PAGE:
The pension fund produced a return of 2 percent during the first three months of the state’s current fiscal year, with a value of $181 billion.
That comes after a year in which the fund grew by less than one percent — one of its worst performances since the end of the recession.
“Two percent was certainly stronger than how we ended the year,” DiNapoli said. “We’re now up to $181 billion in total value of the fund. We’re already starting to see some recovery in the markets.”
Most states have struggled in recent months with their pension fund investments amid an overheated Chinese economy as well as the fallout from the vote by Great Britain to leave the European Union’s common market.
Interest rates in the U.S., meanwhile, remain low even as jobs numbers have rebounded and the stock market volume continues to post gains.
The health of the pension fund is key, especially for local governments and taxpayers. Last year, DiNapoli announced the percentage local governments contribute to the fund would decrease — saving them money in the process.
Last year, DiNapoli announced the state would once again reduce contributions from 18.2 percent of payroll to 15.5 percent. The average rate of contribution for the police and fire retirement system declined by 2 percent — from 24.7 percent to 24.3 percent.
But that’s unlikely to happen this year, he said.
“Where I think we’re headed — again, these are not the final numbers — is probably to essentially a flat or stable rate for the coming year,” DiNapoli said. “I don’t think we’re going to be able to have that decrease three years in a row.”
A formal announcement is expected sometime around Labor Day.
Local governments have struggled in the wake of the recession with depleted rainy day funds and a cap on property tax increases, while state aid hasn’t increased.
“Our goal obviously is to maximize those returns so we can bring down that contribution rate,” DiNapoli said. “It did spike up significantly after the market collapse. We know it’s been a burden on local governments.”
The target of hitting a seven percent return for the pension fund will be difficult, but isn’t impossible, he said.
“There’s no doubt it’s a lower return environment and I think in the short run it’s going to be a challenge to meet our long term number of seven percent,” he said. “But we’re a long term investor, we have confidence in the long term ability of our allocations to meet that number over the long haul.”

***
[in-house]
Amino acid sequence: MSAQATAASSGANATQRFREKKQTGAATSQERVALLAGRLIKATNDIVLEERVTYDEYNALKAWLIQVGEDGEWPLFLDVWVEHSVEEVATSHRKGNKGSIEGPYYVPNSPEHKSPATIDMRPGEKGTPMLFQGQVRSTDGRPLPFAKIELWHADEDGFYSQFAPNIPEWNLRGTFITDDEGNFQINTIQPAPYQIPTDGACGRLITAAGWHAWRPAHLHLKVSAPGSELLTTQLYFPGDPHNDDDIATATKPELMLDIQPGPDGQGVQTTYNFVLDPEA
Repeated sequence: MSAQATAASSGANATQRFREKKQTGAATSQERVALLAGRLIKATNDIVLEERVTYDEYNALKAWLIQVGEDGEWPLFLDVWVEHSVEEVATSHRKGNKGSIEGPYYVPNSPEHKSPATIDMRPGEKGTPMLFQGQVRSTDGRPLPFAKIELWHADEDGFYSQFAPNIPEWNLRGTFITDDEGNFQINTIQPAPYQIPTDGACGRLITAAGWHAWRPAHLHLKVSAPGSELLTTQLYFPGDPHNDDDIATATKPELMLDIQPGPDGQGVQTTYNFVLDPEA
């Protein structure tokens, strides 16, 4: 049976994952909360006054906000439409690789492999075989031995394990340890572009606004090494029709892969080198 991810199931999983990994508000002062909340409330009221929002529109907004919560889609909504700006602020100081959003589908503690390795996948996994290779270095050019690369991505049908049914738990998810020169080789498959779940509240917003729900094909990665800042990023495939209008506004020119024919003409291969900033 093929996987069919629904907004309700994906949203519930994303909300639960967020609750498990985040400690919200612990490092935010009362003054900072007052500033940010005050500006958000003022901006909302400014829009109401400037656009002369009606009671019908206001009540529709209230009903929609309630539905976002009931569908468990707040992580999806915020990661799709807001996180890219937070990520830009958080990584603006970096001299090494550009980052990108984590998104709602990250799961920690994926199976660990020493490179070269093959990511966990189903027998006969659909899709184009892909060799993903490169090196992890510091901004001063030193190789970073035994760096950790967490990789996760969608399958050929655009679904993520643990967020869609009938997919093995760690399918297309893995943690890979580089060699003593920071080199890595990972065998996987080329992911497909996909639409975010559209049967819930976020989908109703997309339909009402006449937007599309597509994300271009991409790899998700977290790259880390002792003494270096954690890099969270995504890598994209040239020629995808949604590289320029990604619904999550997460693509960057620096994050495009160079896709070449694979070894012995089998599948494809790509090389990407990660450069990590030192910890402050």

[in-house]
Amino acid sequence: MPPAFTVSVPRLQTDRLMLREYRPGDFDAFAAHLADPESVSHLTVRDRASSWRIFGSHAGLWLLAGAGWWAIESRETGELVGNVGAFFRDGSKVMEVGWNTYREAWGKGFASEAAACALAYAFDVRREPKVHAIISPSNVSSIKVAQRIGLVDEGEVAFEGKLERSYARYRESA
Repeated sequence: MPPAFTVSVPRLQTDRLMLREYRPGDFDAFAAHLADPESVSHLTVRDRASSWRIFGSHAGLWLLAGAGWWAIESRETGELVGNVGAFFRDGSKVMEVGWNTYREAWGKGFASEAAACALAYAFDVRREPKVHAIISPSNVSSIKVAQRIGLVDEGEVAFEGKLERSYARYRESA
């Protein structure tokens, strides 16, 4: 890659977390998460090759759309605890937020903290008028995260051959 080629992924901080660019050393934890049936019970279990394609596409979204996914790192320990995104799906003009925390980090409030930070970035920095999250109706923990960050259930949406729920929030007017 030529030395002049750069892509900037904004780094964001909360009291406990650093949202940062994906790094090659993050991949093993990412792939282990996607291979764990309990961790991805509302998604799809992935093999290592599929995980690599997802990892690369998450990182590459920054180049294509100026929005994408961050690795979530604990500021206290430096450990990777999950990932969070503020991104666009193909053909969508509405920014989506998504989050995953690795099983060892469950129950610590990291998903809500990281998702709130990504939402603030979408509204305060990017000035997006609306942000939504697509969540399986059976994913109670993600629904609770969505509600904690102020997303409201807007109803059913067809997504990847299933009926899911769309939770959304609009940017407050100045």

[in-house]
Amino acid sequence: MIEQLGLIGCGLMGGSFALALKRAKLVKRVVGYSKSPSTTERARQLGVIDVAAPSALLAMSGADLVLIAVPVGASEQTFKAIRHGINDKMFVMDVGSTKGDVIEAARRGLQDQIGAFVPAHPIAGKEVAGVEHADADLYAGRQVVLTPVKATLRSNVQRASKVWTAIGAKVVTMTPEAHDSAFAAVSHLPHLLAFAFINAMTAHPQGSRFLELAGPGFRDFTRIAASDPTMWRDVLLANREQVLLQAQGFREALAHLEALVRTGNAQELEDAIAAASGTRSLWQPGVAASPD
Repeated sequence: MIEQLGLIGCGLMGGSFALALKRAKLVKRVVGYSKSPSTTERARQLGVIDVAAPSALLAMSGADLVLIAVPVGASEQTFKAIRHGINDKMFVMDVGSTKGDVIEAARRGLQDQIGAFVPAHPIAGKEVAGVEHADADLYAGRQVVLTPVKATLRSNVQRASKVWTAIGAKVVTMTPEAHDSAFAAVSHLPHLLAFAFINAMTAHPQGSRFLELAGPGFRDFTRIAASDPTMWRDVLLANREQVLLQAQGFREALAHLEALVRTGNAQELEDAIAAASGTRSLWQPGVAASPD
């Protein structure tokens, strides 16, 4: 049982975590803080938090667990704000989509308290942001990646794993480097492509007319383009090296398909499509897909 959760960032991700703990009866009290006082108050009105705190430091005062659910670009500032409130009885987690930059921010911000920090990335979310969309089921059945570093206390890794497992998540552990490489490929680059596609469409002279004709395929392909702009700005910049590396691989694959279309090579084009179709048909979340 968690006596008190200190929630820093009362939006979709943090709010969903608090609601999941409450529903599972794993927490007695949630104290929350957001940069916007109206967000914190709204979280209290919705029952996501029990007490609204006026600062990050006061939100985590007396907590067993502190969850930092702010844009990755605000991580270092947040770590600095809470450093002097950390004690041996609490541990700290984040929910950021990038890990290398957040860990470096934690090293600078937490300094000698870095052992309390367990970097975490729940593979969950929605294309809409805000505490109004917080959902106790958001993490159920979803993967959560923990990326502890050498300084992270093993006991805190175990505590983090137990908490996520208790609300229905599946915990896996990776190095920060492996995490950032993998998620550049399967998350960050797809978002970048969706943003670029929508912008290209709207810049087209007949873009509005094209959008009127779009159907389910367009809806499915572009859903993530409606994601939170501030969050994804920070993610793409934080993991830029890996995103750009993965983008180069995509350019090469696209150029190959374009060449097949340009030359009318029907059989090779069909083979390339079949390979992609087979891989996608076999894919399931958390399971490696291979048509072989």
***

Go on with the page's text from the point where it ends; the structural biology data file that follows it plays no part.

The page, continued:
Aug 9th - 11:27 am
An audit released on Tuesday by Comptroller Tom DiNapoli’s office found the state paid out at least $12.1 million in inappropriate payments through the Medicaid system, including $2.3 million for patients who ha died.
The audit, covering the year 2015, also found several million dollars had been paid out under Medicaid to recipients who had been dropped from long-term coverage.
Only $2.1 million of the over payments has been recovered following the audit.
“My auditors continue to find glitches in the Department of Health’s payment control systems that allow wasteful payments to be made,” DiNapoli said. “The department agreed with most of our recommendations and is working to fix the problems we have uncovered. It should recover up to $10 million that should not have been spent.”
The Department of Health “generally agreed” with the recommended fixes to accounting within the Medicaid program, and plans to consider the 11 recommendations made by DiNapoli’s office following the audit.
The report found 119 people who had died had been enrolled by the DOH, while 1,177 deceased patients were not automatically terminated after they had been enrolled in the program. Medicaid overpaid 4,892 clais of more than $2.2 million for 966 enrolled recipients.
At the same time, auditors at the comptroller’s office found providers in the Medicaid program who had been charged or convicted of crimes violating the laws or regulations governing the health-care program. The Department of Health has terminated 26 of those providers, but the status of five additional providers is under review.
Aug 4th - 11:19 am
Revenue from local sales tax collections has lagged in the first six months of the year, increasing by only 1.7 percent, a report from Comptroller Tom DiNapoli’s office released on Thursday found.
Overall, growth in collections from the sales tax slowed from 2.6 percent in the first quarter of the year to 0.8 percent in the second quarter.
“While statewide sales tax revenues continue to rebound slowly, only some parts of the state are seeing growth,” DiNapoli said. “The slowdown in sales tax collection growth reflects a three-year trend. Collections trickle in the first half of the year, followed by more robust growth in the second half. And recent economic projections suggest that sales tax collections will pick up again in the second half of 2016.”
Overall, local sales tax collections increased by $130, but that was distributed unevenly across the state. The mid-Hudson region had the strongest growth at 2.7 percent, followed by the Finger Lakes at 2.5 percent and New York City recorded a 2.4 percent rise.
However, tax collections elsewhere suffered, with central New York seeing it decline by only 1.3 percent. In western New York, growth stood at only 0.7 percent and in the North Country only 0.1 percent.
Overall, sales tax collections increased in 34 counties out of 57 outside of New York City. Chautauqua County had the highest, 11.6 percent. The steepest decline was found in Hamilton County, where tax collections tumbled 6.8 percent.